This is a geometry driven quality of a frame - larger diameter tubes build a stiffer frame - material has little to do with it. (tube strength, however, is a combination of material type and tube geometry - for materials like aluminum, if you want to reap the benefit of the lower density and corresponding lighter weight, the tube walls must be thin, and as such the tube diameter must be larger)

That being said, a stiffer frame (in the bottom bracket area) is preferrable, in my opinion, for a racing frame.

6) oxidized with age

Aluminum (much like titanium) passivates under normal conditions - it is much much much more corrosion resistant than many of the steels used in frames. Titanium is clearly superior here, though - you could throw an unpainted titanium frame into a tank of warm brine and a month later it would come out relatively unscathed - can't say the same for most iron or aluminum alloys...
The facts on Ti and Al. Long!!Largo
Aug 6, 2001 2:39 PM
Ah, the great debate!
If weight was never a concern, steel is a great material. High strength, corrosion problems are easily dealt with, cheap.
But, you can't build a plane out of steel, although Piper Super Cubs and other small aircraft of this type are still going strong with CrMo frames.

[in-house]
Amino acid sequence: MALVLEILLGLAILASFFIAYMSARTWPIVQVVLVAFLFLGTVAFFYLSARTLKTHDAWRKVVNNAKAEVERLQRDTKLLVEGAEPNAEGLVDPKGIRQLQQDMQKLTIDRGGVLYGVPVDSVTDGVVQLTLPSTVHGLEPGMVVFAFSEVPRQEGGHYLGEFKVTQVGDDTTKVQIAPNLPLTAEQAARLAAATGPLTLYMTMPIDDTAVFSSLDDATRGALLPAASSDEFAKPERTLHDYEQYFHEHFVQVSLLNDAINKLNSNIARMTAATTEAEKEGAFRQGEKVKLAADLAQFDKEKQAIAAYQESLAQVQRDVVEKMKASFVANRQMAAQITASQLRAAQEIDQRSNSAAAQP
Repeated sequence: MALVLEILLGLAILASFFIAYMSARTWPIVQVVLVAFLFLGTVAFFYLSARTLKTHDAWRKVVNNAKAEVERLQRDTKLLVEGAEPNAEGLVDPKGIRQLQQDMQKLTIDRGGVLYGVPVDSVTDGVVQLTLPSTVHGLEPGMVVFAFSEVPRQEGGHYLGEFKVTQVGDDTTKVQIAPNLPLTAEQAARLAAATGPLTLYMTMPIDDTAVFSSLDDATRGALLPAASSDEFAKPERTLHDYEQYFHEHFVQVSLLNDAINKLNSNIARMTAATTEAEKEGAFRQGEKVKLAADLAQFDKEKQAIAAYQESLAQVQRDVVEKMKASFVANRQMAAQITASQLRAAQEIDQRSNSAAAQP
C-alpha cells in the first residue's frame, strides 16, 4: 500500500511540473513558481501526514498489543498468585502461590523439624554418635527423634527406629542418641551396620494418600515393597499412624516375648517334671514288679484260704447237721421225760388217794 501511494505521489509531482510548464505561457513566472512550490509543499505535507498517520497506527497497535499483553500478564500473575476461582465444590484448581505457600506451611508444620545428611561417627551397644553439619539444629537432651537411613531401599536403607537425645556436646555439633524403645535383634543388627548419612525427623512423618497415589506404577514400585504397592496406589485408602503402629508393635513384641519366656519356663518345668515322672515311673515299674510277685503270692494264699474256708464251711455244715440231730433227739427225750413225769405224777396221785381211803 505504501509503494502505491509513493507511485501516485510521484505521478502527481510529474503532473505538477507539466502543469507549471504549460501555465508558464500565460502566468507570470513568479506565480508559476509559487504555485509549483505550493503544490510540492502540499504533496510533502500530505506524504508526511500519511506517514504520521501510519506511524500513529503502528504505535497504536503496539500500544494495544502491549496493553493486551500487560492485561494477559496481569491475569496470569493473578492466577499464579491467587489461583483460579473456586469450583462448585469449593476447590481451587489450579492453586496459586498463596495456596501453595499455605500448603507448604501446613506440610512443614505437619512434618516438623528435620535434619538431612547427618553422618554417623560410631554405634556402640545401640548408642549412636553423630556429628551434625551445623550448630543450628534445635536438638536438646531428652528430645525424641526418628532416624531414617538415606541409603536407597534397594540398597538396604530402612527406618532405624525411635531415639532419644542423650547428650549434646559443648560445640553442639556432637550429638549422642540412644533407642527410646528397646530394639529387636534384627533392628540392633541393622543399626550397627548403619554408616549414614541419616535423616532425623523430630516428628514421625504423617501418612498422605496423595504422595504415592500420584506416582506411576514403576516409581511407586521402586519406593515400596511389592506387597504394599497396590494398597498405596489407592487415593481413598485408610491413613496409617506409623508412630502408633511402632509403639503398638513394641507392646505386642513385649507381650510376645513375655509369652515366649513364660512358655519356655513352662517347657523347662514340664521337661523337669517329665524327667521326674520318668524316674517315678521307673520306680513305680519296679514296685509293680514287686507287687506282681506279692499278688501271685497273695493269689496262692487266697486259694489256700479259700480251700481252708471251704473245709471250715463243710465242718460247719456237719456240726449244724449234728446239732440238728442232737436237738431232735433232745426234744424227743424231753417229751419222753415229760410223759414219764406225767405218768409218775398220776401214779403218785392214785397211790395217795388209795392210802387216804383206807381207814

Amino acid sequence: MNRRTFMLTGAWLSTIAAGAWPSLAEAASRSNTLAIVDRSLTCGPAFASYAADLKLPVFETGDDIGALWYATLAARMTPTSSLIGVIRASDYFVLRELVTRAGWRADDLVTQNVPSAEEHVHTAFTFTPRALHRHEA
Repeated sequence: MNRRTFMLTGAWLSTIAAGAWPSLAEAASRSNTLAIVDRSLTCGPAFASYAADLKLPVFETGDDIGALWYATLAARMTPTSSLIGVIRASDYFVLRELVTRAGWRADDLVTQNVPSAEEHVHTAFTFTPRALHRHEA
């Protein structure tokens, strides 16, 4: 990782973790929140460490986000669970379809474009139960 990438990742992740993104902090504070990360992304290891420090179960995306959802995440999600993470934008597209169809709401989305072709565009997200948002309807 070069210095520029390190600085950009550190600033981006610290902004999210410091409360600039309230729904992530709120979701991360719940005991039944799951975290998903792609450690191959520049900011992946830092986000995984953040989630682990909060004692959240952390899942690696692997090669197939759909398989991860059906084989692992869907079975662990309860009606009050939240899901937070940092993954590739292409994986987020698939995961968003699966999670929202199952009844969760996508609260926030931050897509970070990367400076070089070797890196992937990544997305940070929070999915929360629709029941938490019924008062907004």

Ti is 40% lighter than steel, but 60% heavier than Al.
Al is 1/3 as heavy as steel, so you can use more of it to gain strength.
For example, 3-2.5 Ti has a yield strength of 586 mpa, and a tensile strength of 689 mpa with a 20% elongation (6-4 is stronger yet, but has less ductility)
7075-T-6 (a very high srtrength alloy) has a yield of 483 mpa, and a tensile strength of 524 mpa with a 6% elongation. Unfortunately, the stronger Al gets, the less ductility it has.
4140 CrMo has a yield of 417mpa, and a tensile of 655 mpa with 25% elongation.
What does all this mean?
The closer the yield strength is to the tensile strength, the less ductility a metal has, meaning that it will fatigue faster.
Granted planes are made of Al, but they are inspected OFTEN, and cracks are expected. Any airliner you fly in today has loads of cracks in it, but these are expected and accounted for.
The higher the elongation, the more a metal can deflect before it experiences "fatigue"
What this translates to is stuff that we as cyclists already know.
Steel frames are supple, strong, and last a long time, but are heavier.